Anonymous Hacks Into Russian Printers to Deliver Resistance Information

A faction of the hacking collective Anonymous on Sunday claimed to have hacked unsecured printers in Russia to spread anti-propaganda messages, according to outlets like Raw Story.

The claim was made by an allegedly Anonymous-affiliated Twitter account with around 8,800 followers. It was later verified when reporters were able to reach the members in charge of the account and view materials related to the printer hack.

"We have been printing anti-propoganda [sic] and tor [browser] installation instructions to printers all over #Russia for 2 hours, and printed 100,000+ copies so far," the original tweet reads. "15 people working on this op as we speak."

The tweet was accompanied by images of a printer prompt on a computer screen and a PDF file with extensive Russian Cyrillic text. An earlier tweet claimed that the hackers had reached 156 printers so far. Anonymous as a whole has claimed numerous cyberattacks against Russia in the wake of the Kremlin's war on Ukraine.

The materials sent to the printers in Russia include a message telling citizens that President Vladimir Putin, the Kremlin, and Russian media have been lying to them about the invasion. It also includes instructions to help them access a free browser that will allow them to bypass state censorship and view "real media."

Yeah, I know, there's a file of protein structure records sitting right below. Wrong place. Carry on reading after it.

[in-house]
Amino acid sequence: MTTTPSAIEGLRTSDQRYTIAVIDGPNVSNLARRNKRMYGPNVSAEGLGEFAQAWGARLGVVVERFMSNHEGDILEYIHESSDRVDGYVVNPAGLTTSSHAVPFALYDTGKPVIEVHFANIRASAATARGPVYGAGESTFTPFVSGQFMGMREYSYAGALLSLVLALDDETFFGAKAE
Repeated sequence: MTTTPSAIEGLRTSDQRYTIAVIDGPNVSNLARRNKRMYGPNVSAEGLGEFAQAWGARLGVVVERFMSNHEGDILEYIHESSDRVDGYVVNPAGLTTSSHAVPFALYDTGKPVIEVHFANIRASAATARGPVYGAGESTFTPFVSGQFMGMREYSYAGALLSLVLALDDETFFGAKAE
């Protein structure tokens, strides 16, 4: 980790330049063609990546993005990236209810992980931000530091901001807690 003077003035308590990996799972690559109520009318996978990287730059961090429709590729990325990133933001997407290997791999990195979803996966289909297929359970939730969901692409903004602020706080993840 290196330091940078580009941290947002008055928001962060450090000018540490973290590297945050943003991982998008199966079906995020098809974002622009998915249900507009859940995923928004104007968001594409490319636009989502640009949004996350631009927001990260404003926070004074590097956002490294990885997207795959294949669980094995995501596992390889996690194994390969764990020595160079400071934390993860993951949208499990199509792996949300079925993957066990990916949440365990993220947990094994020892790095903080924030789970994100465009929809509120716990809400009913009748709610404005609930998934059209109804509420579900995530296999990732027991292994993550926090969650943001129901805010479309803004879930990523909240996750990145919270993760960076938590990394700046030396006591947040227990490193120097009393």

"Citizens of Russia, act now to stop terrorist[s]. Putin killing over thousands in Ukraine," the PDF file reads, when run through the Google Lens translation software. "The people of Russia should find horror in Putin's actions."

The file continues to state that the Russian government's concerns over borders and fear of Western influence were the real causes of the war, not any actions taken against Russians by Ukraine, as Putin and the Kremlin have claimed.

anonymous russia printer hack
The hacking collective Anonymous has claimed to have hacked numerous Russian printers with anti-invasion messages. Above, a protester is seen wearing the Guy Fawkes mask that Anonymous has adopted as a symbol. Niklas Halle'n/AFP via Getty Images

The message ends with a stark call to action.

"A wad of paper and ink is a cheap price for the blood of the innocent," it reads. "Fight for your heritage and honor, overthrow Putin's corrupt system that steals from your pockets. Return respect. Give peace and glory to Ukraine, which did not deserve the murder of its innocents!"

On March 13, the account taking responsibility for the printer hack also claimed to be working on a "HUGE ... data dump that's gonna blow Russia away."

On Thursday, the Kremlin reported that functionality had been restored to its website, which members of Anonymous said they had taken offline. A day earlier, a popular Anonymous-affiliated Twitter account shared a screenshot showing the down server status of

Newsweek reached out to Russian officials for comment.